Wayne's Reviews > The Last Theorem

The Last Theorem by Arthur C. Clarke
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Mar 16, 2009

really liked it
bookshelves: sci-fi
Read in March, 2009

** spoiler alert ** I thought this was a good book. It was Clarke's last book (mainly authored by another sci-fi great, Fred Pohl, from 50 pages of Clarke's notes) and kind of stands as an homage to his work and ideas - it has a "skyhook" space elevator based on Sri Lanka (Fountains of Paradise), the Grand Galactics (aliens who resemble the Monolith aliens from 2001), his hope that mankind will outgrow religion (an unreasonable expectation given that mankind has always expressed religious thoughts and it answers questions for people that science cannot), and his love for his adopted country of Sri Lanka, etc.

It basically has two seperate stories - one of the Grand Galactic aliens who detect humans' use of nuclear weapons and determine to exterminate them in the name of peace and one of the protagonist, Ranjit, a Sri Lankan man. The storylines intersect near the end of the book.

I found the Ranjit story to be the most compelling...it is just basically the life story of a young man - nothing special (except that he finds a short proof of Fermat's Last Theorem using the mathematics available to Fermat at the time). This story chronicles his life in Sri Lanka, intersecting some current political elements over time (piracy of cruise ships by Somalis, imprisonment and torture, the Iraq War, etc.), his dissatisfaction with his work, his subsequent marriage, and family life...pretty mundane stuff, but it was extremely well written and I could identify with it. The parallel Grand Galactic story was more of an added bonus. The Ranjit story could have stood on its own (with some obvious tweaking of the end).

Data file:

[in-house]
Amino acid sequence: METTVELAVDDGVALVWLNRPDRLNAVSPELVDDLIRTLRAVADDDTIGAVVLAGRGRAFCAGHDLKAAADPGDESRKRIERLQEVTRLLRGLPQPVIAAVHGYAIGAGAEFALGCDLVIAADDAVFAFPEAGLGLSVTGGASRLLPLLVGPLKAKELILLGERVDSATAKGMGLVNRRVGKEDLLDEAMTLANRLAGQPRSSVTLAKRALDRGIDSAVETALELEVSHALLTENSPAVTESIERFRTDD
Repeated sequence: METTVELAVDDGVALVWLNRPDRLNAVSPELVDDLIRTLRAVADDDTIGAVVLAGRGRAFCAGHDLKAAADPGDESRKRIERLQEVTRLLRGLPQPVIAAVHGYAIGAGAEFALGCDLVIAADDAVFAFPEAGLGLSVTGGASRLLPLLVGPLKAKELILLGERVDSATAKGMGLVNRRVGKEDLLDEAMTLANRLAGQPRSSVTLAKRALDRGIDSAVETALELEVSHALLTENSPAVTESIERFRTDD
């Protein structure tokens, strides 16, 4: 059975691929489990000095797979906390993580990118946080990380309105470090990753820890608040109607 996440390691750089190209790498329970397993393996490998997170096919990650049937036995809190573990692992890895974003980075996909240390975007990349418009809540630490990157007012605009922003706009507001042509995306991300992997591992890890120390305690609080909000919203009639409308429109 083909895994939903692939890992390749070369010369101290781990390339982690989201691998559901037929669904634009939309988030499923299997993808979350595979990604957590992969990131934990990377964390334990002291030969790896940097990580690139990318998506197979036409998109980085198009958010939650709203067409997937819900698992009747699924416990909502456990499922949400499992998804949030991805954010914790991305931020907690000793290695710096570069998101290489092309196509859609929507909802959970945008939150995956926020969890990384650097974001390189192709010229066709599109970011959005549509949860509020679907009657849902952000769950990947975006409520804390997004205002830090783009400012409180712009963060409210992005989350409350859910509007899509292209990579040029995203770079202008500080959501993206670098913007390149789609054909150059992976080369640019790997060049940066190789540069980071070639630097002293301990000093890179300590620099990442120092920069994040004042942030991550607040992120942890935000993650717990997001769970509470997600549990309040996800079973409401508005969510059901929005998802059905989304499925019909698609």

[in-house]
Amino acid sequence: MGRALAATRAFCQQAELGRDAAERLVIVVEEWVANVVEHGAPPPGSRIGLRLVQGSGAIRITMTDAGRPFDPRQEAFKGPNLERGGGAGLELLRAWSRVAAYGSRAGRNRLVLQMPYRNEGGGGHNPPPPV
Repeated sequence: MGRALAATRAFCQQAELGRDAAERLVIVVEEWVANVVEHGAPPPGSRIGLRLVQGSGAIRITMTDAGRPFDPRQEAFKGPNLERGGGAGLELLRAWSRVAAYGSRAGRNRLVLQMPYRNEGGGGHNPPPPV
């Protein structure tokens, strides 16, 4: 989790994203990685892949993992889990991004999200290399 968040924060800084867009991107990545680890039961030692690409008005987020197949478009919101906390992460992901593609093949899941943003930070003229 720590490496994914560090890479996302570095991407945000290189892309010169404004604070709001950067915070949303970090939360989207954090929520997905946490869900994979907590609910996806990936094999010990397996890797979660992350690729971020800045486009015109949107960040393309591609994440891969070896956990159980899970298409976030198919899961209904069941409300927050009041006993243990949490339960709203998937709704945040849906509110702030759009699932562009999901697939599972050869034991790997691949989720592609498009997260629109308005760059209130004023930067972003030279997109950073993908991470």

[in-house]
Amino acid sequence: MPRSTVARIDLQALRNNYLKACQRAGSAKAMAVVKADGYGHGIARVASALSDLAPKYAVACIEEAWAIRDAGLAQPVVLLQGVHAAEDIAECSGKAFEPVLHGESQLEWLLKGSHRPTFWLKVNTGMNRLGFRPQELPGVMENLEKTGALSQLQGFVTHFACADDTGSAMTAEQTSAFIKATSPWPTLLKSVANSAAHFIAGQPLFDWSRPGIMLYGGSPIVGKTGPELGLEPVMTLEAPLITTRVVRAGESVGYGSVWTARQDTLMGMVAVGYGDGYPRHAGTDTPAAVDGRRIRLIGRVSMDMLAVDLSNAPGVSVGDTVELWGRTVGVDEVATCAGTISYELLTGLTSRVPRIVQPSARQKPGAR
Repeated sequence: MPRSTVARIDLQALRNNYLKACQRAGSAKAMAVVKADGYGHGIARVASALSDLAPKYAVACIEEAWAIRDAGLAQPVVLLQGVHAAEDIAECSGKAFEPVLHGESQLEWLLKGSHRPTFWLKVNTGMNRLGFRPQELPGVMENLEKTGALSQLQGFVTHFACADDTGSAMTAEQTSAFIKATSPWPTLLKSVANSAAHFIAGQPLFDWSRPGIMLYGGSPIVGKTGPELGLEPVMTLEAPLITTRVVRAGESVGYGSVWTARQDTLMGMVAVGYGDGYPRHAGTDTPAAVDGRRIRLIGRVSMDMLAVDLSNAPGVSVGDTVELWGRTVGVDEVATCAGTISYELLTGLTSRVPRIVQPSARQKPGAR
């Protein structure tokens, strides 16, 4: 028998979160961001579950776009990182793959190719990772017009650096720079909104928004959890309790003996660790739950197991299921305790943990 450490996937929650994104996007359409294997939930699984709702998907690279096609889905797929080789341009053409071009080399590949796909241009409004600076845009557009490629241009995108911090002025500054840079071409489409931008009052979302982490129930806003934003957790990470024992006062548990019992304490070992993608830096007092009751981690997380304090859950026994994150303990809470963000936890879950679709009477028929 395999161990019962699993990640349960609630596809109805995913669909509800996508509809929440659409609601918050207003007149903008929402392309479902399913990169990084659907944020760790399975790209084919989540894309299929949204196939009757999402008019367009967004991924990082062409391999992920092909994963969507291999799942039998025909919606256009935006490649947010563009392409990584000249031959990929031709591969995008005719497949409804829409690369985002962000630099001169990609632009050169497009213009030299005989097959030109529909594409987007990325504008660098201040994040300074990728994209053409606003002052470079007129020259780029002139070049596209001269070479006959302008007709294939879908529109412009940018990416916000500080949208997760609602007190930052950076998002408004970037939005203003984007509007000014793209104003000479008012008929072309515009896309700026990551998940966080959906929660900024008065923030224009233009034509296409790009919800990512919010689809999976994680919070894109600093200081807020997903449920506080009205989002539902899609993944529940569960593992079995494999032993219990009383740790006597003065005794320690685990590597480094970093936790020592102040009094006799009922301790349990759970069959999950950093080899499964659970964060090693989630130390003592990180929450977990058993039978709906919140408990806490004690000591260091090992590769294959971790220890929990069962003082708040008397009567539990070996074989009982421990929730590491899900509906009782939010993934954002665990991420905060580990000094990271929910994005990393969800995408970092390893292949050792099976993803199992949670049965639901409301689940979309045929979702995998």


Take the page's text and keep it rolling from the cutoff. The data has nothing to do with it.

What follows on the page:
I didn't care for the portrayl of America as the bad guy at the end of the story...I'm afraid that Clarke's opinion of recent past American foreign policy has become his vision of America in the (near) future.

The ending was also a little too pat for me...everything tied up nicely. Aliens befriended the Terrans instead of obliterating them, a non-religious version of the Golden Rule was applied by humanity, humans discovered eternal life by downloading their counciousness into computers, and humans took over after 13,000 years the role of the Grand Galactics in manipulating time, space, and the evolution of the universe. Interestingly, Clarke (and Pohl) deal with a lot of spritual and religious issues for professed atheists.

It also has a lot of history, Sri Lankan culture, math, and hard science fiction (technological) elements, which I thought was wonderful. I learned a new way to calculate the number of combinations of a binomial system using binary numbers and how to multiply large numbers together by halfing and doubling the multiplicants and adding them (Egyptian or Russian multiplication). Some of the hard sci-fi elements include using boron to produce hydrogen powered cars (glossing over some of the problematic chemistry involved) and electromagnetic pulse weapons. Pretty interesting stuff.
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